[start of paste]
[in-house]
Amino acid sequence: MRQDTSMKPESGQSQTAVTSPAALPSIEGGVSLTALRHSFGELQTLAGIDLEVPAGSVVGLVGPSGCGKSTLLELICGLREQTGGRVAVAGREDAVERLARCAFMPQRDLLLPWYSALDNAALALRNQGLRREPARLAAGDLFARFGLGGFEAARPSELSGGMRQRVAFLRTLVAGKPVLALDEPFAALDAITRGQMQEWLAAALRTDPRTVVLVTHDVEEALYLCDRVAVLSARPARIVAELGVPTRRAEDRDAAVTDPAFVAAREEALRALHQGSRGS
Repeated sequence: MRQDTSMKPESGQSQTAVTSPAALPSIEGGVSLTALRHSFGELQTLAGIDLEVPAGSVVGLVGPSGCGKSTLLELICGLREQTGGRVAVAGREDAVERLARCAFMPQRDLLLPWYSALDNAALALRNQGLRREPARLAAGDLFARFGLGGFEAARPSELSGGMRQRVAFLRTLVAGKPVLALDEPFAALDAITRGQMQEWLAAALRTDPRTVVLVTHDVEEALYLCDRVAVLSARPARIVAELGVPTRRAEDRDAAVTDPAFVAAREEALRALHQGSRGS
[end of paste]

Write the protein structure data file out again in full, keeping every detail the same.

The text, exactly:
[in-house]
Amino acid sequence: MRQDTSMKPESGQSQTAVTSPAALPSIEGGVSLTALRHSFGELQTLAGIDLEVPAGSVVGLVGPSGCGKSTLLELICGLREQTGGRVAVAGREDAVERLARCAFMPQRDLLLPWYSALDNAALALRNQGLRREPARLAAGDLFARFGLGGFEAARPSELSGGMRQRVAFLRTLVAGKPVLALDEPFAALDAITRGQMQEWLAAALRTDPRTVVLVTHDVEEALYLCDRVAVLSARPARIVAELGVPTRRAEDRDAAVTDPAFVAAREEALRALHQGSRGS
Repeated sequence: MRQDTSMKPESGQSQTAVTSPAALPSIEGGVSLTALRHSFGELQTLAGIDLEVPAGSVVGLVGPSGCGKSTLLELICGLREQTGGRVAVAGREDAVERLARCAFMPQRDLLLPWYSALDNAALALRNQGLRREPARLAAGDLFARFGLGGFEAARPSELSGGMRQRVAFLRTLVAGKPVLALDEPFAALDAITRGQMQEWLAAALRTDPRTVVLVTHDVEEALYLCDRVAVLSARPARIVAELGVPTRRAEDRDAAVTDPAFVAAREEALRALHQGSRGS